OBVIOUSLY, it hardly needs repeating that Cork City are enduring something of a slump right now.
Friday’s 3-1 loss at home to Shamrock Rovers was the Rebel Army’s fourth defeat in their opening eight Premier Division games, leaving them on ten points, level on points with sixth-placed Waterford but with a worse goal difference.
It’s an unprecedented state of affairs in the John Caulfield era. For comparison, City’s fourth league loss last season didn’t come until the 24th game, away to Dundalk in June, while in 2017 — admittedly an outlier in terms of results — the fourth reversal was in game 28, away to Limerick on September 22.
Back in 2016, it was even later, the 30th game, away to St Patrick’s Athletic, and it was the same in 2015, losing 3-2 at home to Longford Town with three games to go. In Caulfield’s first year in charge, 2014, it took until City’s 22nd league game for the fourth defeat to be registered.
In each of those five campaigns, City finished in the top two, the only side able to sustain a challenge to Dundalk’s dominance, but this time around Shamrock Rovers look to be a more formidable proposition.
While their ten-point lead over Dundalk (they are 15 ahead of City) is inflated by having played two extra games, both against Finn Harps, they showed on Friday that they are the real deal. It was a big test for Stephen Bradley’s side, especially as the Hoops hadn’t won at Turner’s Cross since June 2013, but they came through it with distinction, full value for the victory.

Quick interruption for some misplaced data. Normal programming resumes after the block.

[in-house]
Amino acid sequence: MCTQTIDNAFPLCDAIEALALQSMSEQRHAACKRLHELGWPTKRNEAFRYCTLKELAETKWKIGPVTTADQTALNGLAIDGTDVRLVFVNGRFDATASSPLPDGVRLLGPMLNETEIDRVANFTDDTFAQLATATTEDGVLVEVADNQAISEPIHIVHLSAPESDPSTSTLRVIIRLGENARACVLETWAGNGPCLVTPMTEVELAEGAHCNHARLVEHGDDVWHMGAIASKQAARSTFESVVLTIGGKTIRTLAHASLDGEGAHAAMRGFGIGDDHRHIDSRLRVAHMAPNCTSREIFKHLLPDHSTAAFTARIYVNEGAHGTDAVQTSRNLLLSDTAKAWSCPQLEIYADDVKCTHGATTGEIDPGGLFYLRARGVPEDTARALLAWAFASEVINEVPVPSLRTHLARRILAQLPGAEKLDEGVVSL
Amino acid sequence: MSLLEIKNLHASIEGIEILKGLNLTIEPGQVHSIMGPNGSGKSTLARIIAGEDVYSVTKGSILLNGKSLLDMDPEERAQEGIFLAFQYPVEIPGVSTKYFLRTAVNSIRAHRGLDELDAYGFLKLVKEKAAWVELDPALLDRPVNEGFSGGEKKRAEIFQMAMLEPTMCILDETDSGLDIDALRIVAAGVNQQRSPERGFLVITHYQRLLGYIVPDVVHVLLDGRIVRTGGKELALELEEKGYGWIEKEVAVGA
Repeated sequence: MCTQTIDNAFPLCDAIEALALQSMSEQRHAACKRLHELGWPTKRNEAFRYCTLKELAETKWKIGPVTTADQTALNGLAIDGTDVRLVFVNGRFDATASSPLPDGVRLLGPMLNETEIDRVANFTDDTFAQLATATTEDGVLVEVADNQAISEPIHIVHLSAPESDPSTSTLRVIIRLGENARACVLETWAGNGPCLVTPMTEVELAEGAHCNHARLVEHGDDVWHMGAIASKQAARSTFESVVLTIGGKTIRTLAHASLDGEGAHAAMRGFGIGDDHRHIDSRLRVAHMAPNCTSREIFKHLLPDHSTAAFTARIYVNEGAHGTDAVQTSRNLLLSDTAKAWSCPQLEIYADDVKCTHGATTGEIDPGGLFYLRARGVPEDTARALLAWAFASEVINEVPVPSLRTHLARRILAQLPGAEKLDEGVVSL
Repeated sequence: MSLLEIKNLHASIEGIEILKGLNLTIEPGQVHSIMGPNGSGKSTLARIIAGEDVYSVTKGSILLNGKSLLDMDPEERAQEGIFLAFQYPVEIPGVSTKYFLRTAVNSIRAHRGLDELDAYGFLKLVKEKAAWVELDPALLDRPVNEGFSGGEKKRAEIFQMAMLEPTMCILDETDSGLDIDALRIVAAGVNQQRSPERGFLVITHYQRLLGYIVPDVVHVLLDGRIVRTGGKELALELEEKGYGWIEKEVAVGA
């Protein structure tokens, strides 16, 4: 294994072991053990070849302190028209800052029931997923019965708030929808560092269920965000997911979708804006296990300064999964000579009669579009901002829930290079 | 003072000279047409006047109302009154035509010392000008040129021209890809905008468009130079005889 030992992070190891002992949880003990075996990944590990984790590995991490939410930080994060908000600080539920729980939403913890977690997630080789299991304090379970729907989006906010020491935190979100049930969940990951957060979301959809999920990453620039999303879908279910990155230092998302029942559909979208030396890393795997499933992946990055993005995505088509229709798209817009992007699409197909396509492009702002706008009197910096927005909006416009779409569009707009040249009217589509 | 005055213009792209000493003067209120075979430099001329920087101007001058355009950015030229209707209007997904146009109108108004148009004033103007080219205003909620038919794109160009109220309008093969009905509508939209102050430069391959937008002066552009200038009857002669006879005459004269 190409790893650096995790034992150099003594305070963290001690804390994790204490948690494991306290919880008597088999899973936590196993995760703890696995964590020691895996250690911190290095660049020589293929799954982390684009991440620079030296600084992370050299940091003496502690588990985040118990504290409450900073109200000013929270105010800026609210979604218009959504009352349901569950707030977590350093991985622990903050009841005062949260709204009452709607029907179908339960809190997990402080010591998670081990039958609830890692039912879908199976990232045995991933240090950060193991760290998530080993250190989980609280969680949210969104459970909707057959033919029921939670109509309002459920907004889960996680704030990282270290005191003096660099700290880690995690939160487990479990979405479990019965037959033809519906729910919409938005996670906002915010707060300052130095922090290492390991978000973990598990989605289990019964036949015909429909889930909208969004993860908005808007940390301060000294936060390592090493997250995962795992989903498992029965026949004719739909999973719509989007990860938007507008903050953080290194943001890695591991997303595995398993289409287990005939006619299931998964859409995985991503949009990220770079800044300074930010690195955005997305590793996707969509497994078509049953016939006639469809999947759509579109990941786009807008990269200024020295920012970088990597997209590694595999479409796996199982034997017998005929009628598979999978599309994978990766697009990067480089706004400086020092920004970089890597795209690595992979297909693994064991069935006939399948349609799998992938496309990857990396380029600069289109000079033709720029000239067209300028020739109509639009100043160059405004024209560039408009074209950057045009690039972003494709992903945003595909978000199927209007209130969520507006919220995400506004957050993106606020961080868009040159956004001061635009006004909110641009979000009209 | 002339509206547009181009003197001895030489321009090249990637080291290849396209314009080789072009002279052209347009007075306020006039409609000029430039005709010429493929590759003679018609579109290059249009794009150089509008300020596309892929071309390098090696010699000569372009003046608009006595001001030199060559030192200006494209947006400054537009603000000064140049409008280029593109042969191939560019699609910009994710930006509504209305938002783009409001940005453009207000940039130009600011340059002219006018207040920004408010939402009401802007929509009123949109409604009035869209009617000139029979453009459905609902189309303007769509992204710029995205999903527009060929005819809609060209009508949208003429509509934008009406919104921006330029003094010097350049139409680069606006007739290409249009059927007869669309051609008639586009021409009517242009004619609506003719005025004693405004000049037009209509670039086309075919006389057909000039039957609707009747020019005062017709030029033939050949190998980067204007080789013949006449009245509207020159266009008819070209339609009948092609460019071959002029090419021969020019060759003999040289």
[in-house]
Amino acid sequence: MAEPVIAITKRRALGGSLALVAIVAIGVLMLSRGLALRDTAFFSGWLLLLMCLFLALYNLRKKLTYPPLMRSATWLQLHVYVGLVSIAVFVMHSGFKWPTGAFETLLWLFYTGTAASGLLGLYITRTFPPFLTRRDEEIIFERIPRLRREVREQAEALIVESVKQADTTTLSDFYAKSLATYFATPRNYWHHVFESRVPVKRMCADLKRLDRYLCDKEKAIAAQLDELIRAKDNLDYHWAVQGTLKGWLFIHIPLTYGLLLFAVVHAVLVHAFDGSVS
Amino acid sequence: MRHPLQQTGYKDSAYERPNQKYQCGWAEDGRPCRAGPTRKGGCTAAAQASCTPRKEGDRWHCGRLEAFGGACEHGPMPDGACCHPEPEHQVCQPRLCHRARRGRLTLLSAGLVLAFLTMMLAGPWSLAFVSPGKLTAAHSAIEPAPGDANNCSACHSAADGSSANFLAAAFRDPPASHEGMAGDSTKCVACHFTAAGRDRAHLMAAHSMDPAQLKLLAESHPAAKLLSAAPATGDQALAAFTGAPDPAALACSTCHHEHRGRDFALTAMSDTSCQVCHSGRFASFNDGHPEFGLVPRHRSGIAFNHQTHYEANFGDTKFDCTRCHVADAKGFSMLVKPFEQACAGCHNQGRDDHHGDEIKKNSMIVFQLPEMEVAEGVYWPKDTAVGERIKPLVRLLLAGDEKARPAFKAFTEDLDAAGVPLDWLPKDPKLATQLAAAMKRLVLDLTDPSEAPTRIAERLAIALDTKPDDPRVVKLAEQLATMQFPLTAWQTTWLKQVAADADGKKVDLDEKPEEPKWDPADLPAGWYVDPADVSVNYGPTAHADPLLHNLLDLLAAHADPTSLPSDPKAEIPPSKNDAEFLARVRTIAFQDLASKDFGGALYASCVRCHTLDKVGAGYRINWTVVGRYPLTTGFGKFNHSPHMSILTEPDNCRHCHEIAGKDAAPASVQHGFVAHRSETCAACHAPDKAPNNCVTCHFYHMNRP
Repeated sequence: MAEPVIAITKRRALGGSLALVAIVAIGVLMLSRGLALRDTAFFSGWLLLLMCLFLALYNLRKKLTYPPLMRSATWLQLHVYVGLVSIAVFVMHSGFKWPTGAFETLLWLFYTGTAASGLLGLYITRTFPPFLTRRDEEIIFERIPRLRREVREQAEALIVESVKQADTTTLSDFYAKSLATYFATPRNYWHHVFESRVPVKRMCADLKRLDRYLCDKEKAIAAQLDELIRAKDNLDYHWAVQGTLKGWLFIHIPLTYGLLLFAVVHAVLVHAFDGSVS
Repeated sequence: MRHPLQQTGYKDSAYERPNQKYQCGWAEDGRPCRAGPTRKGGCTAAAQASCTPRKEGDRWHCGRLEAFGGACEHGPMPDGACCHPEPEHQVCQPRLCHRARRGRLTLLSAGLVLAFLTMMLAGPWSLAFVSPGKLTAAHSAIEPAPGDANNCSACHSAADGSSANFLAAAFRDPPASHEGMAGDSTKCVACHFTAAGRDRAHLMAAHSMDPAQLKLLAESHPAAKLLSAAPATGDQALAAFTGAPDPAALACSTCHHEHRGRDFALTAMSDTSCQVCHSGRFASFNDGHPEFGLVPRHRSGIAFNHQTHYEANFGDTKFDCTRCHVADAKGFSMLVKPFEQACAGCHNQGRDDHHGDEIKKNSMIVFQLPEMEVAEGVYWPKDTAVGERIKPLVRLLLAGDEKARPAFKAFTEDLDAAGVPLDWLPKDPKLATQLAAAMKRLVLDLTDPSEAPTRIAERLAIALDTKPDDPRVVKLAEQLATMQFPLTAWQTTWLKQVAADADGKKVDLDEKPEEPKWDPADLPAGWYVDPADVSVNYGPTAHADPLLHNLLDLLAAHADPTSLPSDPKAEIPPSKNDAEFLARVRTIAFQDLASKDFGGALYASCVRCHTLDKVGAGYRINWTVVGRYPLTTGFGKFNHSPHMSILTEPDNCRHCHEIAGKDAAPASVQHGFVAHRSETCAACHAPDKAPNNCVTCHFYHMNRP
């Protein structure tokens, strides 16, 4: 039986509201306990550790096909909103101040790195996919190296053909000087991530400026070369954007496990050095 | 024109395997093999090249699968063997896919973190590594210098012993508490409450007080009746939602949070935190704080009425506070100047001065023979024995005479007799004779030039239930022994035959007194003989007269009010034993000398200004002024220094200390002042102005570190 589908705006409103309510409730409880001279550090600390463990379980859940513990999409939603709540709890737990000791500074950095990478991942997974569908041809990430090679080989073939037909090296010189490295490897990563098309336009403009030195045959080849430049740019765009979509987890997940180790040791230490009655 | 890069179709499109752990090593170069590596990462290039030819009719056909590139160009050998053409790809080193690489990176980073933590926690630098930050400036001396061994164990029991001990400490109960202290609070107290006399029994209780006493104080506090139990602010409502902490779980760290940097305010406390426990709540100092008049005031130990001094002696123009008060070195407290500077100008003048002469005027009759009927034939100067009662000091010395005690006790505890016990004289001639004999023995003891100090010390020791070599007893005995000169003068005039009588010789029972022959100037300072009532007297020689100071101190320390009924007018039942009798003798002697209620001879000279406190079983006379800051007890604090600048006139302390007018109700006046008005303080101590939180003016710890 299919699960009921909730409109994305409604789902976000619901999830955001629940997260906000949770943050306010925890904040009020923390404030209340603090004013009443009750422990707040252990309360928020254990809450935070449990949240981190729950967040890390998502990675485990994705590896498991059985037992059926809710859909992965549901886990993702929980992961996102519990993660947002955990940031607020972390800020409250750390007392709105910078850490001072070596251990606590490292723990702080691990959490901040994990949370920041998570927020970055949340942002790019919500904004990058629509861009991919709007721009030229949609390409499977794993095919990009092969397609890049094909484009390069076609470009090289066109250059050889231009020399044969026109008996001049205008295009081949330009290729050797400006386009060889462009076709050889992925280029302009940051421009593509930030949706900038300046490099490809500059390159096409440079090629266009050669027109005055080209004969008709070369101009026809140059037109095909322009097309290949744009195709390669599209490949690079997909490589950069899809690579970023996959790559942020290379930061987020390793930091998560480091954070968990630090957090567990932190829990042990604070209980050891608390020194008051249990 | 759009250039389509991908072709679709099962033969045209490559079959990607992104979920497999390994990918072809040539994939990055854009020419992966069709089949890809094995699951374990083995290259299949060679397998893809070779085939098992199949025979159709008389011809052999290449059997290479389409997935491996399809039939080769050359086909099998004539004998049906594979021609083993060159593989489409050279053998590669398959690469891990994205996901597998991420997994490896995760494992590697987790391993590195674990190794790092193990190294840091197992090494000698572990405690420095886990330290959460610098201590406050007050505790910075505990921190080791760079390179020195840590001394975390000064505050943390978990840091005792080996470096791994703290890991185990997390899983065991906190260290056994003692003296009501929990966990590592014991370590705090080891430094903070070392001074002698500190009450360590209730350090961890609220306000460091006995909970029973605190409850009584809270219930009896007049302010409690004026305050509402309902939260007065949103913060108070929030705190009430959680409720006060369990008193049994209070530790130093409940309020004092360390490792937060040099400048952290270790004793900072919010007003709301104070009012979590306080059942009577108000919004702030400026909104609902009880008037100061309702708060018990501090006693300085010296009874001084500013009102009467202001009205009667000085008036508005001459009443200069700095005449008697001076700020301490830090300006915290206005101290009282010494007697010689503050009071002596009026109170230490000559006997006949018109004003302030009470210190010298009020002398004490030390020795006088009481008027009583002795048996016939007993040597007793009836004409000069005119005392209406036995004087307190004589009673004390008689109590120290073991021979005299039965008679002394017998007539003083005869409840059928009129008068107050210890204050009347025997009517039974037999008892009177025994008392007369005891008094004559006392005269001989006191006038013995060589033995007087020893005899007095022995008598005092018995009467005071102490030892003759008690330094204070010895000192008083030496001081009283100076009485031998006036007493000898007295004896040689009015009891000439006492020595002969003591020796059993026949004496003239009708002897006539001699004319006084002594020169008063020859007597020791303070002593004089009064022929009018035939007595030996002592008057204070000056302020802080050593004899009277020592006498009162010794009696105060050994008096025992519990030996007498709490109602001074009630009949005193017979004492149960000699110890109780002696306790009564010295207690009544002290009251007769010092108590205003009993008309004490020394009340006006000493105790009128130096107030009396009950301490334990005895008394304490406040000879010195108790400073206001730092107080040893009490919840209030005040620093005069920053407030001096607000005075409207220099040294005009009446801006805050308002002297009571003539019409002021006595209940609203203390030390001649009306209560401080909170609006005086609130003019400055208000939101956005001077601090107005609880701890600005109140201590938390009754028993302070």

For City, it’s a trying time, made more difficult by the fact that the fixture-list gave them Dundalk and Shamrock Rovers on successive weekends, and while St Patrick’s Athletic at home this Friday may have been seen as a good chance to get back on track, Pat’s will have been buoyed by the 1-0 victory over Dundalk at Richmond Park last week.
There is a shortage of confidence and when that happens it can become a vicious circle as the lack of belief leads to poor results, which further dent confidence. Eleven goals conceded in eight games is most unlike City — last year, the ninth, tenth and 11th were left in against Rovers in the 14th league game, on April 30 — and while that could be shouldered if the net was bulging at the other end, just nine have been registered, four of those away to Finn Harps.
With a busy run of fixtures approaching — there are seven league games in the 21 games between Friday and May 3 — they need some inspiration and fast.
The flipside of such a hectic schedule is that the discovery of form would be most opportune and allow a run to be put together. While a title challenge is unlikely at this remove, there is no logical reason why City shouldn’t be in the mix for third, or second if Rovers fall off and Dundalk pull clear. The margin for error has been drastically reduced, though.